• Other diagnoses are ruled out.  As mentioned earlier in this article, MCAS often overlaps with other diagnoses such as POTS and EDS.  Your doctor will consider whether another condition is responsible for your symptoms via examination or further testing.

If, once the diagnostic criteria is weighed, your symptoms and test results indicate MCAS, your doctor will give you an official MCAS diagnosis.  If testing is more ambiguous, your doctor may label your condition as “suspected MCAS.”

It’s important that your doctor is thorough with their evaluation of your MCAS.  The more evidence to support your MCAS diagnosis as legitimate, the better for your long term disability claim.


Documenting Your MCAS Symptoms

For those with MCAS, documenting symptoms can be especially challenging given that the syndrome is not well understood by the medical community.  Additionally, many of the symptoms can be “subjective”—meaning, they cannot be objectively measured in medical tests.

For example, your MCAS may cause episodes of brain fog and fatigue where you are unable to concentrate well enough to perform your work duties.  These symptoms are very real, but unfortunately difficult to prove to your long term disability insurer.  Long term disability insurers are typically skeptical of "subjective” or self-reported symptoms.

Here are a few ways to document your MCAS symptoms:

    • Start a paper trail with your doctor(s)Objective medical evidence is always one of the strongest components of any long term disability claim.  Every time you treat with your doctor, they record a note on what transpired at that visit.  Make sure to explain all of your symptoms, both physical and cognitive, at each doctor visit.  If you have any visible signs of MCAS—say, a breakout of hives, intense face flushing, or a rash—your doctor will record this observation in their notes.  This will help substantiate your diagnosis and symptoms with your insurer.
    • Keep a symptom diary.  A “symptom diary” is just a written record of your MCAS symptoms day-to-day.  We often recommend our clients keep a symptom diary to explain how they felt, what their symptoms prevented them from doing, how much time they were able to spend sitting/standing/walking, and even include pictures of any visible symptoms (hives, face flushing, etc.).  This diary can be submitted to your disability insurer as evidence in support of your MCAS claim.
    • Undergo a Functional Capacity Evaluation (“FCE”).  A Functional Capacity Evaluation tests your physical function—including your ability to sit, stand, lift, carry, etc.  The results from this evaluation can demonstrate in objective measures how your MCAS symptoms impair your ability to work.  The FCE is conducted by a medical professional (such as an occupational therapist) and includes embedded “validity tests” that ensure the individual testing is putting forth their best faith effort.  Your disability insurer will consider this as supportive evidence of your MCAS.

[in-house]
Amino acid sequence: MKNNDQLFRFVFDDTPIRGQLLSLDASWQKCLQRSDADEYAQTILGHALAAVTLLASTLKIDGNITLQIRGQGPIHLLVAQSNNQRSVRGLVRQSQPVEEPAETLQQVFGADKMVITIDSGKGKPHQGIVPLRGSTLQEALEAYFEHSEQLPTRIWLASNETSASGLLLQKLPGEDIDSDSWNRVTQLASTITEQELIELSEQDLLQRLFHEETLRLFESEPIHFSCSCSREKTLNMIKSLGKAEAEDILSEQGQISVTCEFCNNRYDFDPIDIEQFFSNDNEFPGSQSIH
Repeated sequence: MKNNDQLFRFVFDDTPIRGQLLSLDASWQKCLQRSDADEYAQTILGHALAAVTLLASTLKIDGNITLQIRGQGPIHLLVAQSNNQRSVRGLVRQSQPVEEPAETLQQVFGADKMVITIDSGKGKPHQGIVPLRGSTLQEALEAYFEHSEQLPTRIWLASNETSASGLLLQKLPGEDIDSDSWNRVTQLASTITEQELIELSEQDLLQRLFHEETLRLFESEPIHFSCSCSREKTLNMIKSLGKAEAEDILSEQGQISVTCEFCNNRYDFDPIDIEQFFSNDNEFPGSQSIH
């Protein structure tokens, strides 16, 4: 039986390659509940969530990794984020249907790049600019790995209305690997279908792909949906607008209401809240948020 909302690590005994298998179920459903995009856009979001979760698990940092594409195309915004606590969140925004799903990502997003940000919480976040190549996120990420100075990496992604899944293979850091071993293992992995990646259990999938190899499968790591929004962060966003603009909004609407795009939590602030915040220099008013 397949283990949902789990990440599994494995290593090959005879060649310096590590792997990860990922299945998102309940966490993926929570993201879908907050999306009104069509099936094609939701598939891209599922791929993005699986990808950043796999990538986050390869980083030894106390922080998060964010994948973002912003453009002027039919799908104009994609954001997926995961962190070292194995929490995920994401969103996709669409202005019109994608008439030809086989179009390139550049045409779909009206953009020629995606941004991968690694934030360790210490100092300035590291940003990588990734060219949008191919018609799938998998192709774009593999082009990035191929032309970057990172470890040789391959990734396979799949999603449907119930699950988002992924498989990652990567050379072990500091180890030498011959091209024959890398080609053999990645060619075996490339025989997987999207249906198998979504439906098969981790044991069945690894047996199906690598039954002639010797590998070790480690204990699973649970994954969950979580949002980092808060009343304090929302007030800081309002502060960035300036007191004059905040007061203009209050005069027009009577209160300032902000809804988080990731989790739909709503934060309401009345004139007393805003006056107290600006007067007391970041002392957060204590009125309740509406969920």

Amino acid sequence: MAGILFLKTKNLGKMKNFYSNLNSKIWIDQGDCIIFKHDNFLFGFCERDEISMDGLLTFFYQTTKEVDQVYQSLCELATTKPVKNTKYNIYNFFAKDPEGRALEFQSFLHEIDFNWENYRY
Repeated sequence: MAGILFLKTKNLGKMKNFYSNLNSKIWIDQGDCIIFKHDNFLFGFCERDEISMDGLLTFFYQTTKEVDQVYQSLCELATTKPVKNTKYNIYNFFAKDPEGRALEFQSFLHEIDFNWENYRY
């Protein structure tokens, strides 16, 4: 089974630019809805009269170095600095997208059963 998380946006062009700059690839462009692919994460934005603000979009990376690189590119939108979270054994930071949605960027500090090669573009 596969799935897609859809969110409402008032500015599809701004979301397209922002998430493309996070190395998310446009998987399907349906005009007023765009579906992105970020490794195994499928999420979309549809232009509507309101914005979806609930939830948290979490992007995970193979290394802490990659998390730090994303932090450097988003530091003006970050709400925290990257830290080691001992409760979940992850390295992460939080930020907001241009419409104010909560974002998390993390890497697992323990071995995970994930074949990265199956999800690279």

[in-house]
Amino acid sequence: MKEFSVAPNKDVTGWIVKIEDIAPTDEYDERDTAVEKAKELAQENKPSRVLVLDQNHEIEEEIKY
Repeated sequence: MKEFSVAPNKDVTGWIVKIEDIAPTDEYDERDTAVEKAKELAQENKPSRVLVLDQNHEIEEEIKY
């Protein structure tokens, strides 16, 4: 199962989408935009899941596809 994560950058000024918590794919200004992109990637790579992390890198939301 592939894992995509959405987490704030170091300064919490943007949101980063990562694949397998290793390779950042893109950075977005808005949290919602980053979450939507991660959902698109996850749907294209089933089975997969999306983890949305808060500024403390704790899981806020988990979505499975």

Stock video courtesy of Videezy and Pexels / Music courtesy of Bensound


Showing How Your MCAS Prevents You from Working in Your Occupation

mcas disabilityMost long term disability insurance policies require you to initially prove you cannot work in your own occupation.  This means you likely only need to convince your disability insurer that you are disabled from your current job due to MCAS.  (If approved, you may need to show you cannot work in any reasonable occupation later down the line.)  Of course, you should always check your long term disability policy to see which definition of disability you must meet to receive benefits.

Beyond the medical evidence demonstrating your MCAS, any supportive testing results, and your own documentation (such as a symptom diary), you may consider vocational evidence.

Vocational evidence is evidence tying your MCAS symptoms to your specific occupation, and how those symptoms prevent you from performing your job duties.  This evidence can include:

    • Your education history
    • Training qualifications / any accolades
    • Employment history
    • Job description

For example, your official job description may detail the physical requirements of your job—such as required travel for business meetings and conferences.  You can then argue that your MCAS symptoms limit you from physically performing that job requirement.

You may also consider a vocational assessment.  A vocational assessment is an evaluation of your occupational duties and how your MCAS affects your ability to perform them.  The assessment is performed by a professional with expert knowledge on the labor market and vocational rehabilitation.  The final assessment can serve as further evidence in support of your MCAS disability claim.


How Can A Long Term Disability Attorney Help With An MCAS Disability Claim?

If you are filing a long term disability insurance claim for MCAS, or dealing with a claim denial/termination, an experienced ERISA disability attorney can help.

MCAS is an especially challenging condition to substantiate to your disability insurer.  A long term disability attorney can recommend additional testing, work with your doctor to obtain a letter of support, scour your medical records for any red flags, and help produce vocational evidence in support of your MCAS claim.

If you have MCAS and are considering filing for long term disability, talk to the New York disability lawyers at Riemer Hess.  We know what evidence LTD insurance companies find persuasive and are prepared to help you make the most convincing claim possible.  To arrange for a consultation with lawyers at Riemer Hess, call us at 212-297-0700 or click the button below to schedule a call.